4301094 was purchased by an American collector in November of 1983 from Automobile International in Munich, West Germany. It arrived in the US in March of 1984, and received its EPA release letter in December of that year. When imported this M1 was modified for DOT compliance, but was released as EPA exempt (not street legal in California). Full DOT/EPA documentation is included. The NHTSA released the car in 1985, and the car began to appear in shows soon after. 4301094 was very active in the BMW scene until the late 90’s, when it was put in storage as a long term collectable.

In October of 2012 the M1 was awakened once more, and over $3500 in original BMW parts were used in its resurrection. Now in the hands of Canepa the car is receiving a thorough inspection and will be given the care it requires to meet our exacting standards.

With good M1 prices around $250-$350k(!!!), the rarity and BMW-centric nature of the AHG modification makes me think this could go as high as $400k. Unfortunately, at that price this thing is probably destined for a permanent garage spot instead of letting that juiced-up 3.5l sing.

-NR

1980 BMW M1

The M1 was a curious car for BMW; it was unlike anything the company had ever manufactured and we haven’t seen a modern day equivalent since. To this day, it is known as one of the rarest BMW models, yet its influence throughout the lineup can be seen right up to this day. This was the car that kickstarted BMW’s Motorsport division into the mainstream, as the M88 inline six lived on in such cars as the E24 M6 and M635CSi and E28 M5. It’s uncommon to see an M1 in the wild, in fact, the only one I’ve ever seen was at the BMW Zentrum in Munich. This particular example for sale in London is originally a California car and one of the last ones off the production line.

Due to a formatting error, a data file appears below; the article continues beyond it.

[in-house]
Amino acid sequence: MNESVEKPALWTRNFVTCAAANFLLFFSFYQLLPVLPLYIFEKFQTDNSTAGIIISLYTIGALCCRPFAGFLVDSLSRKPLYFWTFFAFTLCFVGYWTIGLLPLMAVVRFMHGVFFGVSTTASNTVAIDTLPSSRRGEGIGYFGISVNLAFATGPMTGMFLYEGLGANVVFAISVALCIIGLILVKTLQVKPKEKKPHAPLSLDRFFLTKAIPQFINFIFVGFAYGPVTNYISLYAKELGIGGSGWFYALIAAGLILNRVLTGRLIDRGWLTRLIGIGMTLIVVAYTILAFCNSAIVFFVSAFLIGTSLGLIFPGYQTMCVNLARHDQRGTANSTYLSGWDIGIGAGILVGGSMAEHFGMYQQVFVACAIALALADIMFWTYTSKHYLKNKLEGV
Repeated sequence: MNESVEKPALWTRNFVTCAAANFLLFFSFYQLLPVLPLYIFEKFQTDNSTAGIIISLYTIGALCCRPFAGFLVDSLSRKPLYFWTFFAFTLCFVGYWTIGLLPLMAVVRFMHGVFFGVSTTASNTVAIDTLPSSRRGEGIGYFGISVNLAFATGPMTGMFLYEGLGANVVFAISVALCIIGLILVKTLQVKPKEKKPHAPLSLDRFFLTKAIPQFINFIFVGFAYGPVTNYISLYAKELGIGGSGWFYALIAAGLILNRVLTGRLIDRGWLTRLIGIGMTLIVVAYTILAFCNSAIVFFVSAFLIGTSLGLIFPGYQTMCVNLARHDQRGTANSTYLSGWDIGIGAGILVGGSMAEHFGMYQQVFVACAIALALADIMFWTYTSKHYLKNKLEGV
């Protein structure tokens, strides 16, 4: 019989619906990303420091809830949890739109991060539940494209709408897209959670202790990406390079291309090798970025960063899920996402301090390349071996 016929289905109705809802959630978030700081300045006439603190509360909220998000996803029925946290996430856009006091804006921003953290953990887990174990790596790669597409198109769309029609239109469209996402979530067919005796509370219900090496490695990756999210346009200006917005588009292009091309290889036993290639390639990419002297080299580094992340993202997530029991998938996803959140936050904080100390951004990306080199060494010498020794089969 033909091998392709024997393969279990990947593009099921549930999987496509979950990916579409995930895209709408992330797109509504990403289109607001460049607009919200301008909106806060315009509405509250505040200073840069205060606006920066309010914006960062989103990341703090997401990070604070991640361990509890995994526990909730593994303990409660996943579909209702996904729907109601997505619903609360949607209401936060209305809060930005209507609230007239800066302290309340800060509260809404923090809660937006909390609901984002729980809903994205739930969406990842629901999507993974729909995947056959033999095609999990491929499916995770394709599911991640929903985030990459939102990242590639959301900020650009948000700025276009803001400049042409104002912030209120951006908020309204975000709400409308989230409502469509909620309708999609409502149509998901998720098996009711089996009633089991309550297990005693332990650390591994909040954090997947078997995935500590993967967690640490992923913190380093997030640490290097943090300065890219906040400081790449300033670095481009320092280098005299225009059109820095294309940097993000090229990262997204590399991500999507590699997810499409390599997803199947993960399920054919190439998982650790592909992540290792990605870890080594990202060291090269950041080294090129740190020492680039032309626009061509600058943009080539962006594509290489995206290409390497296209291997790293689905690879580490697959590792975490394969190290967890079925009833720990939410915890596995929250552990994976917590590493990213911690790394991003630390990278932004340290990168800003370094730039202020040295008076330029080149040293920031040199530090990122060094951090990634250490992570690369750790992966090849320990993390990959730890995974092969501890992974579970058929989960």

Year: 1980
Model: M1
Engine: 3.5 liter inline six
Transmission: 5-speed manual
Mileage: 30,000
Price: POA

1980 BMW M1

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1981 BMW M1, One of only 453 cars produced (399 Road Specification), Chassis No. 4301154

The M1 was the first car unveiled by the independent BMW Motorsport division; the M1 represented a radical departure for the famed German marque. Designed to do battle with Porsche in FIA’s Group 4 category, the mid-engine BMW supercar was developed in tandem with Lamborghini, designed by influential Italian stylist Giorgetto Giugiaro and constructed by Baur in Stuttgart. An extremely capable and well-rounded sports car, the BMW featured a Marchese-built tube-frame chassis, fiberglass construction, large vented disc brakes, a five-speed ZF transaxle and fully independent suspension as well as luxury amenities such as air-conditioning and power windows. At the heart of the state-of-the-art supercar was BMW’s magnificent M88 engine, which featured chain-driven camshafts, four valves- per-cylinder, dry-sump lubrication, steel tube headers and advanced Bosch Kugelfischer timed mechanical fuel injection. Boasting 0–60 times of 5.6 seconds and a top speed in excess of 160 mph, the car was one of the fastest production sports cars of its era. BMW Motorsport initially contracted Lamborghini to assemble the cars with engines produced and shipped from Germany. However, severe financial troubles at Lamborghini forced BMW to terminate their agreement with the Italian supercar maker. Thus, the production examples of the E26 M1 were partially assembled at Ital Design in Turin using fiberglass bodywork supplied by T.I.R and tubular space frames supplied by Marchesi. Final assembly was then conducted at the Baur coachworks in Stuttgart, Germany, then each M1 was then given a final inspection at the BMW Motorsport facility in Munich before handover to the new owners.